Thanks in large part to Hollywood, the word “ conspiracy ” is a common word in the English language. Unfortunately, however, Hollywood has not always done a very good job of portraying the word accurately. “Conspiracy” is an actual crime in most states, including the State of Nebraska; however, the definition of the crime is more complex than it is typically portrayed in a Hollywood blockbuster or a bestselling novel. If you have been charged with the criminal offense of conspiracy in Nebraska you should consult with an experienced Nebraska criminal defense attorney for specific advice or to discuss the unique facts and circumstances of your case; however, a general understanding of the definition of the crime of conspiracy and the penalties that may be imposed if convicted may also be beneficial.
The 2006 Nebraska Revised Statutes – § 28-202 defines the offense of conspiracy as follows:
(1) A person shall be guilty of criminal conspiracy if, with intent to promote or facilitate the commission of a felony:
(a) He agrees with one or more persons that they or one or more of them shall engage in or solicit the conduct or shall cause or solicit the result specified by the definition of the offense; and
(b) He or another person with whom he conspired commits an overt act in pursuance of the conspiracy.
So what, exactly, does that mean? Taking apart the statute, the elements required to convict you of conspiracy include:
- intent to promote or facilitate the commission of a felony – you cannot be charged with conspiracy to commit a misdemeanor
- agrees with one or more persons – at least one additional person must be involved
- engage in or solicit the conduct or shall cause or solicit the result – basically this means that you must have agreed with the other person(s) to commit the crime in question or to solicit the commission of the crime.
- commits an overt act in pursuance of the conspiracy – you, or the other person(s) must actually do something that shows you really meant to commit the crime.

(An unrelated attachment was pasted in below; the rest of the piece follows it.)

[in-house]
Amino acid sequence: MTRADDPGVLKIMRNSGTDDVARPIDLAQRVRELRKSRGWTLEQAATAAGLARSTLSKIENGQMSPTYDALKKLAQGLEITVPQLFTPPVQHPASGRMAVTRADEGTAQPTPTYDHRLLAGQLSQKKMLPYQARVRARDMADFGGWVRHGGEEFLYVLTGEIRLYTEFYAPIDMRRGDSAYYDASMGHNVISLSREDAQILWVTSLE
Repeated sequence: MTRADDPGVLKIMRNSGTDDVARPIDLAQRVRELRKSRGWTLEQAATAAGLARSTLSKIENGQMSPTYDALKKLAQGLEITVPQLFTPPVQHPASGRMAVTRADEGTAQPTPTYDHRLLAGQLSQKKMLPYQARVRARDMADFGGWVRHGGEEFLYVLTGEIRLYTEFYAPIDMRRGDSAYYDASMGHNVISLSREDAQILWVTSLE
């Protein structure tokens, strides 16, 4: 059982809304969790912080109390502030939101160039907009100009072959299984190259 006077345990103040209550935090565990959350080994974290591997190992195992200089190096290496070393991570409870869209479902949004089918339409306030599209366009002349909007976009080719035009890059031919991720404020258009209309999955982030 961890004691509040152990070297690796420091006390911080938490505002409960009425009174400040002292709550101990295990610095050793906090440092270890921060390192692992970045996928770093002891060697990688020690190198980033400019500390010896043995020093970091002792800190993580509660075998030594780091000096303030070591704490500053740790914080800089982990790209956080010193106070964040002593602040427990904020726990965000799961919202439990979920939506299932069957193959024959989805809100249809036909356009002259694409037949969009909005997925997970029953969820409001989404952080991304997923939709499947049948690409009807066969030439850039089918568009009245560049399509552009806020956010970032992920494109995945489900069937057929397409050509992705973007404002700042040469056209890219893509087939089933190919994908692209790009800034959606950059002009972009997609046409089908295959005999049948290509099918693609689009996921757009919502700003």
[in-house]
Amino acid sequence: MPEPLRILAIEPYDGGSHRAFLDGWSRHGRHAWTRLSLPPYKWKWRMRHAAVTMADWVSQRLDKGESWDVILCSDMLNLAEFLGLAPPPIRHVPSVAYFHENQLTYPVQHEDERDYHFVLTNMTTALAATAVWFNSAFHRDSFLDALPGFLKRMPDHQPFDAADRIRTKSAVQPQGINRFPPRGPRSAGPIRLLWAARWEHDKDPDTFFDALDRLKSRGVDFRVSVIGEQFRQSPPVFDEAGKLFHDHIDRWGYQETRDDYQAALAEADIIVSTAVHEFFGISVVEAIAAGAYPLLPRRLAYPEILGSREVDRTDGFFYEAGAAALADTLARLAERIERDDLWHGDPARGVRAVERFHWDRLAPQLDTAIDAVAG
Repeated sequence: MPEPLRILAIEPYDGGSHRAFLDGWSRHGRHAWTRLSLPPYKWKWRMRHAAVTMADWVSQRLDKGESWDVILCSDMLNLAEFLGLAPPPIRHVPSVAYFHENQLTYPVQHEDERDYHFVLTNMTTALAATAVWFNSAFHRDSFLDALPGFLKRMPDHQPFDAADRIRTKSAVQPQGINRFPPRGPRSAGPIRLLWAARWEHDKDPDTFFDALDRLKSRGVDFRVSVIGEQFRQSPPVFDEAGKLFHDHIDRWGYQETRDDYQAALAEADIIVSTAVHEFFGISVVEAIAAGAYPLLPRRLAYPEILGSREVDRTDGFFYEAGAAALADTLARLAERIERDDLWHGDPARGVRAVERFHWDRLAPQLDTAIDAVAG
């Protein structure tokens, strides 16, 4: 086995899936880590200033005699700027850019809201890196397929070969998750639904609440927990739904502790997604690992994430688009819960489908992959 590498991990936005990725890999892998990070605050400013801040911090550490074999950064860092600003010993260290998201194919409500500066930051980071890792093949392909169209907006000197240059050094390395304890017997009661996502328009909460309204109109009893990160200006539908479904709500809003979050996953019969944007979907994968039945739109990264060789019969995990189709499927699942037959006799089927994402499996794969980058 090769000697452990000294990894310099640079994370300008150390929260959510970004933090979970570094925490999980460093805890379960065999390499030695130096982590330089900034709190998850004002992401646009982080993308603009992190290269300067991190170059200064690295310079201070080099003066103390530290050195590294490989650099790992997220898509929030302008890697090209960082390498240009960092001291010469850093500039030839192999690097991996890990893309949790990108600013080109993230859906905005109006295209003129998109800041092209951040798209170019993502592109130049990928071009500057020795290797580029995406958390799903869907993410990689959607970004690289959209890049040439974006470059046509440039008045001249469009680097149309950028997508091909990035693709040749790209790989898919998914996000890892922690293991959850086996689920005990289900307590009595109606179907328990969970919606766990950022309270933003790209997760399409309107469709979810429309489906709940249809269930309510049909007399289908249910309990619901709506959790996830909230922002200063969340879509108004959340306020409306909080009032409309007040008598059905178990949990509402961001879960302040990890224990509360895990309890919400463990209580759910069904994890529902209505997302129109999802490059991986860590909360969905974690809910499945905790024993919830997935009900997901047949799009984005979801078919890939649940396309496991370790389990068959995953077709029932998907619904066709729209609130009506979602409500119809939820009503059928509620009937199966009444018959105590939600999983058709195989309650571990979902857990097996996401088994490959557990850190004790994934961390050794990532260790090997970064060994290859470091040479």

For example, imagine that you are arrested for conspiracy to commit murder. The police uncover evidence that you and your brother agreed to kill a third person. The evidence is a taped conversation where you both discuss the murder. That alone is likely not enough to convict you because the “overt act” is missing. If, however, the police also find that your brother purchased a gun the day after that conversation and in the conversation you agreed to shoot the victim, the purchase of the gun would likely be the necessary “overt act” needed to convict you.
In the State of Nebraska, conspiracy is a crime of the same class as the most serious offense which is an object of the conspiracy, except that conspiracy to commit a Class I felony is a Class II felony. In other words, if you are charged with conspiracy to commit several offenses, including two class IV felonies, two class III felonies, and one class II felony you could be convicted of conspiracy as a class II felony as that is the most serious of the crimes you conspired to commit.
If you have been charged with a criminal offense in Nebraska contact Petersen Criminal Defense Law 24 hours a day at 402-509-8070 to discuss your case with an experienced criminal defense attorney.